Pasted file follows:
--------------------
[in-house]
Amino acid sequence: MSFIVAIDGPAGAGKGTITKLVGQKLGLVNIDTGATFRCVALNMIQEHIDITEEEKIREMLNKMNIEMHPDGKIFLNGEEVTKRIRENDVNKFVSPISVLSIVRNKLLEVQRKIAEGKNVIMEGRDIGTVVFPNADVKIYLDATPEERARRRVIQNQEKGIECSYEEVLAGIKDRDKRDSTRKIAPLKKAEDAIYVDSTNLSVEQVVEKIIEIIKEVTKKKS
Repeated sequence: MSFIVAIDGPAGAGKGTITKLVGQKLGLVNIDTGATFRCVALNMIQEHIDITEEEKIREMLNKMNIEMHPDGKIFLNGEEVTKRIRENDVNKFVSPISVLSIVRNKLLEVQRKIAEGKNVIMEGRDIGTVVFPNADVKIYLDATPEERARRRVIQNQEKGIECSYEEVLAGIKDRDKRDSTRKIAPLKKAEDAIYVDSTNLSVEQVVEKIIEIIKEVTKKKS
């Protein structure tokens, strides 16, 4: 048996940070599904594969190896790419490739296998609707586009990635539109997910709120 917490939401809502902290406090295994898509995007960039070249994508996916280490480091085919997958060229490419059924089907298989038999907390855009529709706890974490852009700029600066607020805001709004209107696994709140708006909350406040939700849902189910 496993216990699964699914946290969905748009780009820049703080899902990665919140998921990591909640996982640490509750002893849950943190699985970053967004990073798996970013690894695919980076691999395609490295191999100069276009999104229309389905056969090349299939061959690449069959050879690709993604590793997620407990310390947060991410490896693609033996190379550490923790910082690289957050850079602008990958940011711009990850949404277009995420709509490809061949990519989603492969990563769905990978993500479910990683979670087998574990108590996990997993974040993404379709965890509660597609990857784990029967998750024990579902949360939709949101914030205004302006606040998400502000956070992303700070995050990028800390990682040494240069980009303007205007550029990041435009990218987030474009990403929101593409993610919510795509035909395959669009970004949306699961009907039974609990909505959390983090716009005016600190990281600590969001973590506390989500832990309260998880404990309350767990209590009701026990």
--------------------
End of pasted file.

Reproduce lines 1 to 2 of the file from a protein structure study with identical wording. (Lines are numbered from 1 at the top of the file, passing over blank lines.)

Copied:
[in-house]
Amino acid sequence: MSFIVAIDGPAGAGKGTITKLVGQKLGLVNIDTGATFRCVALNMIQEHIDITEEEKIREMLNKMNIEMHPDGKIFLNGEEVTKRIRENDVNKFVSPISVLSIVRNKLLEVQRKIAEGKNVIMEGRDIGTVVFPNADVKIYLDATPEERARRRVIQNQEKGIECSYEEVLAGIKDRDKRDSTRKIAPLKKAEDAIYVDSTNLSVEQVVEKIIEIIKEVTKKKS